Kathy Otten is the published author of multiple historical romance novels, novellas, and short stories. She is also published in contemporary romance and historical fiction. She is a Northwest Houston RWA Lone Star winner and Utah/Salt Lake RWA Hearts of the West finalist. A Place In Your Heart is her fourth full-length novel. Currently, she is putting the finishing touches on a contemporary young adult novel.
She teaches fiction writing online and at a local adult education center, and is a regular presenter at area events. Kathy also does manuscript assessments and editing. She lives in the rolling farmland of western New York where she can often be found walking her dog through the woods and fields. She has been married for thirty-four years and is the mother of three grown children and one grandson.
Let's spice it up and do the speed round first!
Oxford Comma? Yes
Ice cream (Vanilla or chocolate)? Chocolate
Coffee or Tea? Coffee
What does your desk look like? Fairly neat.
Writing must haves: Assorted colors of markers, pens, pencils and highlighters. And notebooks.
Describe your perfect writing day. On a day when I’m not working and have no place to go… Up at 8 a.m., go to the fitness center, shower, breakfast, then go into my office. I do 1 hour sitting at the computer and 15 minutes moving around. Do some dishes, throw in a load of wash, etc. Then back sitting for another hour. Those hours I’m in my office, I check and answer emails, work on critiques/ or editing I do for other people, any online classes or workshops I’m presenting, my newsletter or blog. Then around mid-afternoon I take my dog for a walk, and spend my remaining hours at the computer working on my own stuff, writing, researching, editing, etc. I quit around 6-7 p.m. and make dinner. Clean up the kitchen, read or watch TV, and go to bed. Of course days like this are few and far between.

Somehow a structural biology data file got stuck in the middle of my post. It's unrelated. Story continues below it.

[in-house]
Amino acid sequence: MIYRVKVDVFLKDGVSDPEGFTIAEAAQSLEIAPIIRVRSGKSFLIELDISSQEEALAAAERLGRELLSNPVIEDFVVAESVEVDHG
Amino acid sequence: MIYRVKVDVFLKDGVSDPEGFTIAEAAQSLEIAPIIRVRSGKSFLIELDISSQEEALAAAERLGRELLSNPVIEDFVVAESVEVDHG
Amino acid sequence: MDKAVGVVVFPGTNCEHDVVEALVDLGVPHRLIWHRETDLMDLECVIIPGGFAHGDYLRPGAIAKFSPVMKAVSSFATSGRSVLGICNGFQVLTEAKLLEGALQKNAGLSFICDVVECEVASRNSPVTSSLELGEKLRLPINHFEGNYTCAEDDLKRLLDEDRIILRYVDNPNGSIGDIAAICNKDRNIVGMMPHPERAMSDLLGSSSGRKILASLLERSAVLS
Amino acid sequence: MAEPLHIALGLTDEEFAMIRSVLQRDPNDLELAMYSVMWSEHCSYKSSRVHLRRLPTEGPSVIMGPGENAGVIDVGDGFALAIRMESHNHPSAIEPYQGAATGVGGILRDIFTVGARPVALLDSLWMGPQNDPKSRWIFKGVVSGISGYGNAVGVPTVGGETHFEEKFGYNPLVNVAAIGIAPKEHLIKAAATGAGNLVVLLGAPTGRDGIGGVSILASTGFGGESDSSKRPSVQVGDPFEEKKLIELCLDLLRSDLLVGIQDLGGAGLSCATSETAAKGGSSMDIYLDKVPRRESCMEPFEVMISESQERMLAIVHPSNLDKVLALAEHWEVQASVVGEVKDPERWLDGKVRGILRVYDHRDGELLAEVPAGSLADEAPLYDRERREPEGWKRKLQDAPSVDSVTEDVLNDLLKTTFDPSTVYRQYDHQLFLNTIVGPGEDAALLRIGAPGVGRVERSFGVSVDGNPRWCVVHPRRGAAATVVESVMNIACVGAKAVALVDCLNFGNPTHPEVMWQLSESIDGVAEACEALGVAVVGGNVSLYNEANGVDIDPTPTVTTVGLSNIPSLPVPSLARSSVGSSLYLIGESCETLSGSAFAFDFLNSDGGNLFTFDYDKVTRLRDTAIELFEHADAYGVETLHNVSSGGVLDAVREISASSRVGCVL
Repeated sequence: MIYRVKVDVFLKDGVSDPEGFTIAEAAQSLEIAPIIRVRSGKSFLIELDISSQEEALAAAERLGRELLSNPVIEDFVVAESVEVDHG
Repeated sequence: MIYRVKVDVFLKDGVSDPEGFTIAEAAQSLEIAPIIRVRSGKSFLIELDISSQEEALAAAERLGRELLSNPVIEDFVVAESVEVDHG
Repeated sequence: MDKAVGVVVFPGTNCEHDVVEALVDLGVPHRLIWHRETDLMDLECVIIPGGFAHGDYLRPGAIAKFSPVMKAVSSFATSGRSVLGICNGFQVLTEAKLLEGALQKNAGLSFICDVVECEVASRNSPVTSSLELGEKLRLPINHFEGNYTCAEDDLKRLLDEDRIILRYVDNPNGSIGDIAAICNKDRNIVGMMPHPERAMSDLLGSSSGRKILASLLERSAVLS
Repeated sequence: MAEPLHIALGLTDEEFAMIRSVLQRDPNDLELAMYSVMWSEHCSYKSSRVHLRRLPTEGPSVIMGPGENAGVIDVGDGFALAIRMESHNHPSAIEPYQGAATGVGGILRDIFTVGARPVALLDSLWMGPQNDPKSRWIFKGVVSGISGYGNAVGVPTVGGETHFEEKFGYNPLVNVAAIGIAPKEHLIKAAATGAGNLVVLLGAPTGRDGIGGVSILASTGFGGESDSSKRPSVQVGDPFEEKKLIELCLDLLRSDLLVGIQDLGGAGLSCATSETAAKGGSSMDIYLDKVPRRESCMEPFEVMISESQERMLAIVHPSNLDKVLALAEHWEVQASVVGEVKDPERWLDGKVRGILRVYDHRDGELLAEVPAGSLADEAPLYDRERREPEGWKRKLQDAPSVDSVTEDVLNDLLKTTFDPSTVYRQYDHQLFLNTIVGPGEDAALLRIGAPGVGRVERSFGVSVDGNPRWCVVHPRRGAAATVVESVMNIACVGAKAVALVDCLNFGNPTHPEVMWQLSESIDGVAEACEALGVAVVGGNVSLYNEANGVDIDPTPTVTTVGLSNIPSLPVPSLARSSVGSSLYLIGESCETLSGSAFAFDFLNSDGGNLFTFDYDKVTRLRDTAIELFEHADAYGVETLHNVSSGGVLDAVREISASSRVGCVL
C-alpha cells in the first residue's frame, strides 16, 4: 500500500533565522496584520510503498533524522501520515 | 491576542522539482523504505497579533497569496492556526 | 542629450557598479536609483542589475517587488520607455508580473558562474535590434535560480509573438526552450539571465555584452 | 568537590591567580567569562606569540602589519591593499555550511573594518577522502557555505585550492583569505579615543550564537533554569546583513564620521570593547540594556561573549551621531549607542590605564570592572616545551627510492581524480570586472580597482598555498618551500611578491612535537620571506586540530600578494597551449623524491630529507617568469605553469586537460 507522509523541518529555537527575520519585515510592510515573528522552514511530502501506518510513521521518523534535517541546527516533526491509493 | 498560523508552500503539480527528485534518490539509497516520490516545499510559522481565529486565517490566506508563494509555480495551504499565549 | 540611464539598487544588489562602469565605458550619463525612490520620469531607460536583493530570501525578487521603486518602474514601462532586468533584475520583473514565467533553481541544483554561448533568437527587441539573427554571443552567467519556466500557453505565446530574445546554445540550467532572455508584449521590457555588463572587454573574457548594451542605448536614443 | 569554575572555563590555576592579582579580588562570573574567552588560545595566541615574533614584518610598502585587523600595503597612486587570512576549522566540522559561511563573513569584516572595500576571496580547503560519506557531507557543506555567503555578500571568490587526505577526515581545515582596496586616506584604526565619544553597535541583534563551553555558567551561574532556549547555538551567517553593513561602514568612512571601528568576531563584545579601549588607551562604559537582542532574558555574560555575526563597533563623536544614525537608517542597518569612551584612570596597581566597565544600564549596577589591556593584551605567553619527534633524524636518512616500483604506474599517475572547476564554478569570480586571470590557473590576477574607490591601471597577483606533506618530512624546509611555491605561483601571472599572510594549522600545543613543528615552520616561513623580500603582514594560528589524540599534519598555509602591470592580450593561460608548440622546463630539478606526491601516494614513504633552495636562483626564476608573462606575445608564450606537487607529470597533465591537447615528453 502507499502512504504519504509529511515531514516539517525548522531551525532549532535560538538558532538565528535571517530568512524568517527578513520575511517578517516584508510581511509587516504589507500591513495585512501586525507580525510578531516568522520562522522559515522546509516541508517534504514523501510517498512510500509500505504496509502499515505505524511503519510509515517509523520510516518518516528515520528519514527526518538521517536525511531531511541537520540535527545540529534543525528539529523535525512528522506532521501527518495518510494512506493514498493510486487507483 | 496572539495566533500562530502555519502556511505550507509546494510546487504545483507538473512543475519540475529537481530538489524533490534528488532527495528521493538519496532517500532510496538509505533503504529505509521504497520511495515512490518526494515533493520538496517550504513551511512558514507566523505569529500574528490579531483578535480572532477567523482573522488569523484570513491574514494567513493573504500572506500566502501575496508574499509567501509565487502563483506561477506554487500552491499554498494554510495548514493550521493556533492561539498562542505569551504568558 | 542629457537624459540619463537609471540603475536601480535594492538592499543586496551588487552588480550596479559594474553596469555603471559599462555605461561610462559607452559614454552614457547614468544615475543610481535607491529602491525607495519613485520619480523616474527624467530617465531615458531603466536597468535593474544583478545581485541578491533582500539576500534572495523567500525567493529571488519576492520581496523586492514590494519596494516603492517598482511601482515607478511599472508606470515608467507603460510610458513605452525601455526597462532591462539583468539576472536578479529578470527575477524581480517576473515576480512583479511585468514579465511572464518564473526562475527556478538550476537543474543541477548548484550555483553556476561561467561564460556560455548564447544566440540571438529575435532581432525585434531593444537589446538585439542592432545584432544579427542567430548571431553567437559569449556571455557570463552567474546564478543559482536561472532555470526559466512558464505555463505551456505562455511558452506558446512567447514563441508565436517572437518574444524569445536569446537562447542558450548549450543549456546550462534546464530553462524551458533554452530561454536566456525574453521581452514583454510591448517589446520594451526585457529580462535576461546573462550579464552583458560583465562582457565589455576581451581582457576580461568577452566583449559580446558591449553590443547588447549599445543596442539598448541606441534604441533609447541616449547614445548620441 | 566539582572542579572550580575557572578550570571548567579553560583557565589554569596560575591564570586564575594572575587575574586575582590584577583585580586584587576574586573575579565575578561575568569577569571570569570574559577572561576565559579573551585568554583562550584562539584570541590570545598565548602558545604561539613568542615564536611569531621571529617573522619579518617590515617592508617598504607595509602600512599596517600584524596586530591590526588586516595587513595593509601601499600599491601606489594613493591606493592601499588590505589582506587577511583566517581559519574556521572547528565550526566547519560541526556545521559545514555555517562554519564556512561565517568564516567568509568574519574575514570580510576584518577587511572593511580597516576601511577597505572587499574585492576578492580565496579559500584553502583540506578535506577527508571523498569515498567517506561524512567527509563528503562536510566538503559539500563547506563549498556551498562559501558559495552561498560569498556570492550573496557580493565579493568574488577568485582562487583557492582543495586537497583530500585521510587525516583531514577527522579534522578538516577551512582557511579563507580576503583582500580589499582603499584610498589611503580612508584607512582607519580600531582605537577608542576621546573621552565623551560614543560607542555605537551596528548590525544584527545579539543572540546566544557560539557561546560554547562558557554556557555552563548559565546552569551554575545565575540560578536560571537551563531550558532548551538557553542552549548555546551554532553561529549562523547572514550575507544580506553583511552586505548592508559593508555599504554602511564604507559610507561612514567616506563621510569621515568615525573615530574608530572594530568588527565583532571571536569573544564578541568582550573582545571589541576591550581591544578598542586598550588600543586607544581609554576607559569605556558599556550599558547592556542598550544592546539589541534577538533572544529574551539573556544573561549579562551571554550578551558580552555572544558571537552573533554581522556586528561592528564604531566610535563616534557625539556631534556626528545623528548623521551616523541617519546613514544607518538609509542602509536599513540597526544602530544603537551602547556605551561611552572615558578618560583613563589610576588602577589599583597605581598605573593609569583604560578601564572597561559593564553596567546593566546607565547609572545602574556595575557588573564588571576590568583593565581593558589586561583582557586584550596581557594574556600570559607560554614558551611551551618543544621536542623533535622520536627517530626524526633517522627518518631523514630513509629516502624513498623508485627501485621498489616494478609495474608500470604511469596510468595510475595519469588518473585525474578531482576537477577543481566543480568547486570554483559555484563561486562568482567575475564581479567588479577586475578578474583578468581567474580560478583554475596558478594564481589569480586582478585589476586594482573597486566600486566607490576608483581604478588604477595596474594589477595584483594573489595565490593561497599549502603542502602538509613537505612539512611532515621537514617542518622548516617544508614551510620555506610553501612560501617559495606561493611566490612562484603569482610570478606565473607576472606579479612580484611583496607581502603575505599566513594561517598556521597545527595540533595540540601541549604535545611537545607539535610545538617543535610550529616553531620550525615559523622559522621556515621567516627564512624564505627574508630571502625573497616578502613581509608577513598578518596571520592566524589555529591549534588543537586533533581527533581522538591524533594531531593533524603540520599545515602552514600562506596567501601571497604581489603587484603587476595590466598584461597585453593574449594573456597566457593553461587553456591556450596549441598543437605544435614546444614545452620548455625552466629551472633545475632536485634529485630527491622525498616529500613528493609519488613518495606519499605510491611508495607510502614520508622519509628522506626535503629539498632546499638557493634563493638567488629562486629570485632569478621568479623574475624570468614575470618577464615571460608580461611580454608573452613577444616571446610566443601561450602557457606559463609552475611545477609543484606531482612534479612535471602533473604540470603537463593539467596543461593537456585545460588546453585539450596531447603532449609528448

In an ideal world, right? (That sounds like my ideal day)
In an alternate reality, what would be your dream job? I'd be a teacher.
What’s your favorite place you’ve visited? I grew up in Vermont, so beautiful and favorite places equaled home. Now I live in a farm town, surrounded by woods and rolling fields, out on a road with horse and buggy traffic most of the day. I have lots of wildlife, beautiful views, a nice deck, and peace and quiet. So, I’m quite content to be home and have little desire to travel.
What do you like to do when not writing? Read and walk my dog.
Okay...that was fun! Now on to the more serious and traditional questions...
When did your writing journey begin? What drew you to writing?
I don’t know of anything specific which drew me to writing. I used to make up stories when I first learned to write. Lucky the Dog, I wrote in second grade I believe. The Lost Uranium Mine when I got a little older and The Mystery of the Old Yellow House in fourth grade. TV westerns were popular when I was a little older and I used to make up stories about my favorite characters, like Johnny Lancer and Heath Barkley. I guess they would be considered fan fiction today. That early hook for westerns became my comfort zone I guess, which is why I write romance in that genre.
What was your inspiration for A Place In Your Heart?